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If you missed part one of our Home Birth series, click here.

Today we want to introduce you to a professional in our community who offers services that are growing in popularity throughout the nation.

Bethany Gates, of Shiphrah Birth Services, is a Certified Professional Midwife (CPM) who provides prenatal, birth, and postpartum care to women who are planning a home birth.

Bethany completed her training and became a CPM in April of 2017. We asked Bethany what led to her interest in becoming a midwife who specifically serves women at home and here's what she had to say:

"My first baby was born in the hospital, with a Nurse Midwife in attendance. We had a generally good experience but I was left feeling frustrated that as soon as I arrived at the hospital I was put on what felt like the conveyor belt of all the protocols based on how far I was dilated. Until my midwife arrived and set them straight, I was told that my birth plan basically didn't matter because 'this is what we always do when you're this far along in labor.' When we were pregnant the second time, we decided to look into home birth as an option. I was considered low-risk, which is an important consideration for being able to have a home birth, and after much searching, we finally connected with and interviewed several midwives. We had a home birth with our second baby and it was amazing. I had personal care with my midwife throughout pregnancy, and I loved giving birth at home. The environment was so different, and the informed consent discussions looked a lot different. Instead of 'we're going to do this because we always do it this way and we know best', the conversations included actual dialogue about options, benefits, risks, and my midwives always had time to address my questions. We went on to have our 3rd and 4th babies at home as well. Admittedly, one of my favorite parts about having a baby at home is not having to manage a 45 minute car ride during active labor. My last two labors were less than two hours and I have no desire to make the news because I gave birth on the side of the road! All that said, after our 1st home birth I knew that I wanted to be able to offer women more options. I first became a doula, but quickly realized that I wanted to be able to have a more active role in caring for women and facilitating more options in our area."

Bethany said that home birth has been on the rise over the last decade in Iowa, with under 1% of births taking place at home in 2008 compared to about 1.5% over the last few years. This lines up to the national rate of 1-2%, with some states throughout the nation seeing a 2.5% home birth rate.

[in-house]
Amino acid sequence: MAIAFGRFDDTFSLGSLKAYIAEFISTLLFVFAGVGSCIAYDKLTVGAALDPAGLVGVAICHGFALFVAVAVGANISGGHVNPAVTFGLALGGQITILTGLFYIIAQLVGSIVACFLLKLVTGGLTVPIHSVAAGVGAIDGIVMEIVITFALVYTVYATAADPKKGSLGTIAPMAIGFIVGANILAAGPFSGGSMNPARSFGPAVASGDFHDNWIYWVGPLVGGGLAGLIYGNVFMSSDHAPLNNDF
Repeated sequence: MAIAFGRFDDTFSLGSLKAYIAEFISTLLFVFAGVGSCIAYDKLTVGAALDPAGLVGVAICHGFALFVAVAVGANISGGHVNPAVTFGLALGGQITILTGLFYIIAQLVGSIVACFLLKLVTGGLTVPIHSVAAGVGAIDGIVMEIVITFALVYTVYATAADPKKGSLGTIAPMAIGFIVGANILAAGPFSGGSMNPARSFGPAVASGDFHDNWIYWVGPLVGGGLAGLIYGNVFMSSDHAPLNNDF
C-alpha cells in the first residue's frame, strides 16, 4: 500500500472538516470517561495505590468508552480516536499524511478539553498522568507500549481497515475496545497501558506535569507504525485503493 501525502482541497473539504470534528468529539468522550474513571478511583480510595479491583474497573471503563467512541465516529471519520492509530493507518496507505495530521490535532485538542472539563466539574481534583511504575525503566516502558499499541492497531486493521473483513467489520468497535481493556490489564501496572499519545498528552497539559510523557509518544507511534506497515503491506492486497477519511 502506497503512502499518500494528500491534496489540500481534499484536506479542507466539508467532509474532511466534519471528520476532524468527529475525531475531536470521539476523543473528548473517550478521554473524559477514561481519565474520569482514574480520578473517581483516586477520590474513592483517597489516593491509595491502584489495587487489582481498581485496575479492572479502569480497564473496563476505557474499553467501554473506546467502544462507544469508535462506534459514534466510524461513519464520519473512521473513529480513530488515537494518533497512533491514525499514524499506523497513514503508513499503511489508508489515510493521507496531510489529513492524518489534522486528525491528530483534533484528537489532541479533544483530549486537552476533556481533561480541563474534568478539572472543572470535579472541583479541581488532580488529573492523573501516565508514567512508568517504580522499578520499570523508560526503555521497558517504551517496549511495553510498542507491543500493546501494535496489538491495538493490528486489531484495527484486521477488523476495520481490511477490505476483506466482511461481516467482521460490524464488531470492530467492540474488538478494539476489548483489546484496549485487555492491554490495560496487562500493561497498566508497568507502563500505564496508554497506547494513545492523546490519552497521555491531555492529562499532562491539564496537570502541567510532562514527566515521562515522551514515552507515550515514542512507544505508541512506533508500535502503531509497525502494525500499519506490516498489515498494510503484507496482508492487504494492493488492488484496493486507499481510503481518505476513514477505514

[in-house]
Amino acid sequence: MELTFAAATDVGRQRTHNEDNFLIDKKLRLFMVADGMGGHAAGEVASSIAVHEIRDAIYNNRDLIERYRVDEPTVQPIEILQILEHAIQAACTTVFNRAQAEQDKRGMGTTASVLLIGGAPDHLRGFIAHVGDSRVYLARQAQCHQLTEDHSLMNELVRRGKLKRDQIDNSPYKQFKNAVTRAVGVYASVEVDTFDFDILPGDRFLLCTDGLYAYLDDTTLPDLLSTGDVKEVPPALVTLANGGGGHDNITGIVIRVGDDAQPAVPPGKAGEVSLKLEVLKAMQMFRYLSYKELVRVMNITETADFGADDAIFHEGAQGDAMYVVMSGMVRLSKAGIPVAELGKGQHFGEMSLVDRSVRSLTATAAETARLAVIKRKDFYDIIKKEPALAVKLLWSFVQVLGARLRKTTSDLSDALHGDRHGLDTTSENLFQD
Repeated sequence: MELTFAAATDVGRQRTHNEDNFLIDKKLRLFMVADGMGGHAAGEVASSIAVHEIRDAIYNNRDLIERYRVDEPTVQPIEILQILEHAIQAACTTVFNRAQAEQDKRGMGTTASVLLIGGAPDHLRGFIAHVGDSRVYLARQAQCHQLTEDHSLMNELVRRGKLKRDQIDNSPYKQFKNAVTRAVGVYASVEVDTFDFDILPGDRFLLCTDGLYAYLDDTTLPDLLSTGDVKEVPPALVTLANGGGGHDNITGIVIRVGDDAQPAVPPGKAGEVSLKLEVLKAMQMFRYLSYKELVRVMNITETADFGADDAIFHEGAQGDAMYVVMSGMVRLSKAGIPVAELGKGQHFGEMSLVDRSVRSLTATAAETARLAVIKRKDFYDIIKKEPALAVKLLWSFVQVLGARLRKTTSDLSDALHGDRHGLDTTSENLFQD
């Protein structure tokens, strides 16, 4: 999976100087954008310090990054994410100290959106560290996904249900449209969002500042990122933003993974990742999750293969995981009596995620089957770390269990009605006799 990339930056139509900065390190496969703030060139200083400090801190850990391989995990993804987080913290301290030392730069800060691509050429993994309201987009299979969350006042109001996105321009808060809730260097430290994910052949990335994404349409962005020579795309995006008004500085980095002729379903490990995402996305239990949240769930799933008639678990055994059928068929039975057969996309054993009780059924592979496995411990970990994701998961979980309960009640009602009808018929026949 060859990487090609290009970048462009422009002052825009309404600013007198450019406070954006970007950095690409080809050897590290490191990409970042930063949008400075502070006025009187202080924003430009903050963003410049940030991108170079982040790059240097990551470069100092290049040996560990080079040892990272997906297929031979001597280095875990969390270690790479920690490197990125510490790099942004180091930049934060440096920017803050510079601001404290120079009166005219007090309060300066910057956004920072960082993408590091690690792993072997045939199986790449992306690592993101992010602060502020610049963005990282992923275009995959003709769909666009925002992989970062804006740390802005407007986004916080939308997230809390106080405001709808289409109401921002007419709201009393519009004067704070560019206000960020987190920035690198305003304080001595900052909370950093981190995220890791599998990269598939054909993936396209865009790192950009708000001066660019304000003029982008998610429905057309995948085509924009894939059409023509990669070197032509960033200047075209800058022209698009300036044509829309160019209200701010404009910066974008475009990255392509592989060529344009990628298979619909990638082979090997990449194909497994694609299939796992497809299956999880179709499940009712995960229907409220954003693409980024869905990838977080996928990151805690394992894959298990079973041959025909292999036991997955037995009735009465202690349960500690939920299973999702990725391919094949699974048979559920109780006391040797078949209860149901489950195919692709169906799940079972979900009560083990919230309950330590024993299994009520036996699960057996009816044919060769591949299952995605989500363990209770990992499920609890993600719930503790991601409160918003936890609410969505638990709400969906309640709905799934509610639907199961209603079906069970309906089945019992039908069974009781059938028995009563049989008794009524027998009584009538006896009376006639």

We asked Bethany why women might choose a home birth and she said "women might come to me having already had a home birth in the past and know they want to have another home birth. Sometimes a client is a first-time mom whose own mother had home births, so she already has experience with home births and knows she wants to give birth at home, too. Other women may have had experiences in the hospital that they don't wish to repeat. The reasons a woman may desire a home birth are wide and varying."

Bethany tells us that most planned home births will occur at home as planned, but that about 10% of women planning a home birth will need to transport into the hospital, typically during labor, if something comes up that is outside the normal variations of labor and birth.

One of the inevitable questions that come up when home birth is being talked about is whether or not it's safe. The most comprehensive studies that address planned home births show that home birth, for low-risk women and attended by a trained midwife, is considered to be just as safe as giving birth in the hospital. While there are studies that contradict that statement, those studies typically include unplanned home births, births that took place on the way to the hospital and planned unassisted home births (unassisted home births are births where the parents have elected not to have a midwife attend them). You can read more about home birth safety here, where Bethany has broken down some studies and statistics.

Bethany said that with Iowa being such a rural state, there are some cases where a home birth midwife is the only OB option within a given county. Bethany estimates that there are about 10-12 midwives throughout the state providing home birth services, though she states there are likely more that she may not know about because Amish and Mennonite communities often have their own community midwives.

You can learn more about Bethany and home birth at her website,

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